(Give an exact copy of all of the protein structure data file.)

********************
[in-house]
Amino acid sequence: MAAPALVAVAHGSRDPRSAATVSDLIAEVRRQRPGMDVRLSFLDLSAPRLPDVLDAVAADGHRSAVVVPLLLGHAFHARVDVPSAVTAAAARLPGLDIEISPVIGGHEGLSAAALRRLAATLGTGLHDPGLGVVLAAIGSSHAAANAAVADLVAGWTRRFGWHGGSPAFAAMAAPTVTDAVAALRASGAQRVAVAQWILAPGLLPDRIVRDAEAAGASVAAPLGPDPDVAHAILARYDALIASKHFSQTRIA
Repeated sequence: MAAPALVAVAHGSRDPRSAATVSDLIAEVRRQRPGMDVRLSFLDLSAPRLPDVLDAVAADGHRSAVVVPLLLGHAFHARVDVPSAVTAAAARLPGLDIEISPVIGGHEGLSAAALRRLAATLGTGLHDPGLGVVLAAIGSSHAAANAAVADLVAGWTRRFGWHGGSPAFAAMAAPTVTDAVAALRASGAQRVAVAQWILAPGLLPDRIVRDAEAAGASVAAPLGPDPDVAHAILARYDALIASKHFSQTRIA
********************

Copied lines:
[in-house]
Amino acid sequence: MAAPALVAVAHGSRDPRSAATVSDLIAEVRRQRPGMDVRLSFLDLSAPRLPDVLDAVAADGHRSAVVVPLLLGHAFHARVDVPSAVTAAAARLPGLDIEISPVIGGHEGLSAAALRRLAATLGTGLHDPGLGVVLAAIGSSHAAANAAVADLVAGWTRRFGWHGGSPAFAAMAAPTVTDAVAALRASGAQRVAVAQWILAPGLLPDRIVRDAEAAGASVAAPLGPDPDVAHAILARYDALIASKHFSQTRIA
Repeated sequence: MAAPALVAVAHGSRDPRSAATVSDLIAEVRRQRPGMDVRLSFLDLSAPRLPDVLDAVAADGHRSAVVVPLLLGHAFHARVDVPSAVTAAAARLPGLDIEISPVIGGHEGLSAAALRRLAATLGTGLHDPGLGVVLAAIGSSHAAANAAVADLVAGWTRRFGWHGGSPAFAAMAAPTVTDAVAALRASGAQRVAVAQWILAPGLLPDRIVRDAEAAGASVAAPLGPDPDVAHAILARYDALIASKHFSQTRIA